Ban on Muslim Brotherhood
THE order of an Egyptian court on Monday banning the Muslim Brotherhood from operating and freezing its assets does not bode well for Egypt, which has stumbled from one crisis to another since the strongman, Hosni Mubarak, was ousted in February 2011.
The Tahrir Square uprising against Mubarak ushered in what people called the Arab Spring. It was assumed that the change in government would lead to a democratic era and the civilian set up would initiate reforms both political and economic for the betterment of the Egyptian people.
When Mohamed Morsi of Muslim Brotherhood was elected president in the first democratic elections, it was expected that he would take along with him all sections of the society and put Egypt on a path to recovery. However, his ouster by the army pushed the country into a new round of chaos, violence and social unrest.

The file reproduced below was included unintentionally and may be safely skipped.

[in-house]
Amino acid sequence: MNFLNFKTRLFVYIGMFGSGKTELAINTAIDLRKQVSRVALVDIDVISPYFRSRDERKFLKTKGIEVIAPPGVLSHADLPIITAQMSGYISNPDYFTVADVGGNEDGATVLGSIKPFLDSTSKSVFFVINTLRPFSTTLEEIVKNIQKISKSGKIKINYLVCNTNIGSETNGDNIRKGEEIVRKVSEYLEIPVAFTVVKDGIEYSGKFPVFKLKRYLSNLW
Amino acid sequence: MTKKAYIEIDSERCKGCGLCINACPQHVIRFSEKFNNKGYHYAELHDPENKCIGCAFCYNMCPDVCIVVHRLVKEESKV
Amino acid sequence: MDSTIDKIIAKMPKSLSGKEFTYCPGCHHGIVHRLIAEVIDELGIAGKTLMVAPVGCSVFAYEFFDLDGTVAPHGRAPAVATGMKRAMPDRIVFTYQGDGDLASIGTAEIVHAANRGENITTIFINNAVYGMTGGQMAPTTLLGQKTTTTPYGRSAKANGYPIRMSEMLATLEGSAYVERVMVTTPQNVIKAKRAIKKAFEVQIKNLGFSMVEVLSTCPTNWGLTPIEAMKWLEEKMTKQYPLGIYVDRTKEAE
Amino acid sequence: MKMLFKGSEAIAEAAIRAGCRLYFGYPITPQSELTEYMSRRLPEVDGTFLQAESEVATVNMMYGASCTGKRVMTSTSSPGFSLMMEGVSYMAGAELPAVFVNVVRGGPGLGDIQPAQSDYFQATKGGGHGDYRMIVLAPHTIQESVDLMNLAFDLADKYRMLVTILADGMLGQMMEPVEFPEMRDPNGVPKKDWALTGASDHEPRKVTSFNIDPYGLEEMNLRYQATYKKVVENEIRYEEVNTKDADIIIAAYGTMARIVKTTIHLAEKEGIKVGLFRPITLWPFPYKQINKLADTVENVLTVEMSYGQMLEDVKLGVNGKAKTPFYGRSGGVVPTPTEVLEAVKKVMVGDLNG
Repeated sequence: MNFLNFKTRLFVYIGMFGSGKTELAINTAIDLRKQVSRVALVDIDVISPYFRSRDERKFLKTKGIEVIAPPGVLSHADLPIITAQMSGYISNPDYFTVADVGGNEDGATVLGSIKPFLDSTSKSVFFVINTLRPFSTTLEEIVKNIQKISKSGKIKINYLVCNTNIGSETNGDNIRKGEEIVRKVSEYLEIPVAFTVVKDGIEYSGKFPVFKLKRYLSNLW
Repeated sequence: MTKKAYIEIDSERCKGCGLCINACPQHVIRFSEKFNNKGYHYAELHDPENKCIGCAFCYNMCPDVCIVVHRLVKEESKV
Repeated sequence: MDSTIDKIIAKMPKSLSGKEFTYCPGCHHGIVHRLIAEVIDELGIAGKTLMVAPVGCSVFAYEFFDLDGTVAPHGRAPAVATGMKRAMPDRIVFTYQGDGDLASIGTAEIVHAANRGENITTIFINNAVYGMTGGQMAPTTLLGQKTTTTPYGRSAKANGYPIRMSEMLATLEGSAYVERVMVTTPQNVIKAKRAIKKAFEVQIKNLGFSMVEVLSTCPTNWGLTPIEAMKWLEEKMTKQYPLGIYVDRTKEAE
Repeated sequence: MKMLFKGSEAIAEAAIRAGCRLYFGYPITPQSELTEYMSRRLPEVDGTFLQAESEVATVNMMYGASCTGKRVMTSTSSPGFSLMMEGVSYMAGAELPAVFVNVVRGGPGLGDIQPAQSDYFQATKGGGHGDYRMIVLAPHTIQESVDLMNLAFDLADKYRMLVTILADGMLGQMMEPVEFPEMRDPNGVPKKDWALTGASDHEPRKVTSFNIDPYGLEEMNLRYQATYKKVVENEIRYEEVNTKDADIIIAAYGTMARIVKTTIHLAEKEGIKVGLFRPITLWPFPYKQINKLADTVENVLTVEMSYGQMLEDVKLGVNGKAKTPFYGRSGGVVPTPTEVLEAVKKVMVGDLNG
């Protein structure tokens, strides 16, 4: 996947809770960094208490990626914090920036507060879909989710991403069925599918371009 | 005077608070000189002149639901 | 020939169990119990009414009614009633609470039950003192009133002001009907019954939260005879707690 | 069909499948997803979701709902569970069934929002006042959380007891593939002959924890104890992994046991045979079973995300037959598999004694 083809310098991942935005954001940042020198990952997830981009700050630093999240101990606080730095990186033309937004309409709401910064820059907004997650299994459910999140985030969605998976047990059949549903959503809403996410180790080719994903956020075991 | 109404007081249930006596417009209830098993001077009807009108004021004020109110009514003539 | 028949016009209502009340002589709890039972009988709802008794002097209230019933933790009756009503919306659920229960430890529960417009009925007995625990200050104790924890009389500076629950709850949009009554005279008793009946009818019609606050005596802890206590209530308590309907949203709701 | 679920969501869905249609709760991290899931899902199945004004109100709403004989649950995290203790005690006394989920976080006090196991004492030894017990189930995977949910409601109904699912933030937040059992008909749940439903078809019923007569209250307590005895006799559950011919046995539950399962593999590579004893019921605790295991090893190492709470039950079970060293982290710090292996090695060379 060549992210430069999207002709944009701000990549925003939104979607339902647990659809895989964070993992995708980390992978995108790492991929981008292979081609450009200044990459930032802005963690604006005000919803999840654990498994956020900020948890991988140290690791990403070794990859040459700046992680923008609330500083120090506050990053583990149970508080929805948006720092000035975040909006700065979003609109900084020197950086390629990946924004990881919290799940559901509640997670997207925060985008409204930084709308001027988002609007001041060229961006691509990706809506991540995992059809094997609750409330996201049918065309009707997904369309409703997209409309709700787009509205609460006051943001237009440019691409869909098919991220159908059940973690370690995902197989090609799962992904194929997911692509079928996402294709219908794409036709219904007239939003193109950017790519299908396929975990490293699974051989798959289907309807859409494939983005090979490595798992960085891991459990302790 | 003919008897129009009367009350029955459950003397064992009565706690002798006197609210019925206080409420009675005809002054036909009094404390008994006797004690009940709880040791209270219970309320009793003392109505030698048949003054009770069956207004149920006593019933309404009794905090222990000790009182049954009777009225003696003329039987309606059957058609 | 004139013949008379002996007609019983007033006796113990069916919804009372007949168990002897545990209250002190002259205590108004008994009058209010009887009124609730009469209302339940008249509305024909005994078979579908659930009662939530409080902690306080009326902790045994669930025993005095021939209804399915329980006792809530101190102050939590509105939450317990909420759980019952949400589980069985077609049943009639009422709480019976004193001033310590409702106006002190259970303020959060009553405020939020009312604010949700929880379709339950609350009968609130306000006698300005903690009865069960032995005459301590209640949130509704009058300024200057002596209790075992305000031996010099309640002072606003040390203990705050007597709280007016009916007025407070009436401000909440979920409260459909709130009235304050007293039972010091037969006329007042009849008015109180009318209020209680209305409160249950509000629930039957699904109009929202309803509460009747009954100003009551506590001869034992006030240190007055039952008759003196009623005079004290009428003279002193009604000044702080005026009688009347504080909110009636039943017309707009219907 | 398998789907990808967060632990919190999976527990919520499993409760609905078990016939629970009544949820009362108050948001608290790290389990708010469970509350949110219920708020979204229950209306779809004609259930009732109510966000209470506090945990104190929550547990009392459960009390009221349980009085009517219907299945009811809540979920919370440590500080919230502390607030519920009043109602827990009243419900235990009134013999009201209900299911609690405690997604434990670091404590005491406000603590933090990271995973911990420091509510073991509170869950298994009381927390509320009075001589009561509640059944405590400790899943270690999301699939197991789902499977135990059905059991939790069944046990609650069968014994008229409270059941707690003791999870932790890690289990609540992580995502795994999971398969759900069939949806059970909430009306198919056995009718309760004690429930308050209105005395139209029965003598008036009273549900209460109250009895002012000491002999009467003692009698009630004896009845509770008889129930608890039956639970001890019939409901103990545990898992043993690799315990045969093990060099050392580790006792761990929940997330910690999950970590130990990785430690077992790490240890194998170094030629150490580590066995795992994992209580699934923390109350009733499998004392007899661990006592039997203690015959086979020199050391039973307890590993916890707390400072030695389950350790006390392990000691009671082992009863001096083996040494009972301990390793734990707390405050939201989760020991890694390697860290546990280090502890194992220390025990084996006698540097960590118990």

The violent demonstrations by Morsi supporters following his ouster and subsequently military crackdown resulted in more deaths and destruction.
The Muslim Brotherhood since its formation in 1928 has faced long spells of ban but it has remained on the political landscape.
Given the circumstances prevailing in Egypt, banning Muslim Brotherhood is hardly a solution. In fact, it may trigger another round of violence and chaos.
The 2011 Arab Spring has made it impossible for Egypt to return to past and rolling back its gains. Egypt requires a major rethink on the part of all stakeholders.
Instead of barring Muslim Brotherhood or any other group, efforts should be made to reintegrate political groups of all colours for starting a new process of reconciliation.
Since the 2011 uprising, the Egyptians have paid a very high price and cannot afford to prolong this chaos and political and social unrest any further.
© The Brunei Times. All rights reserved. Reprinted by arrangement with Asia News Network.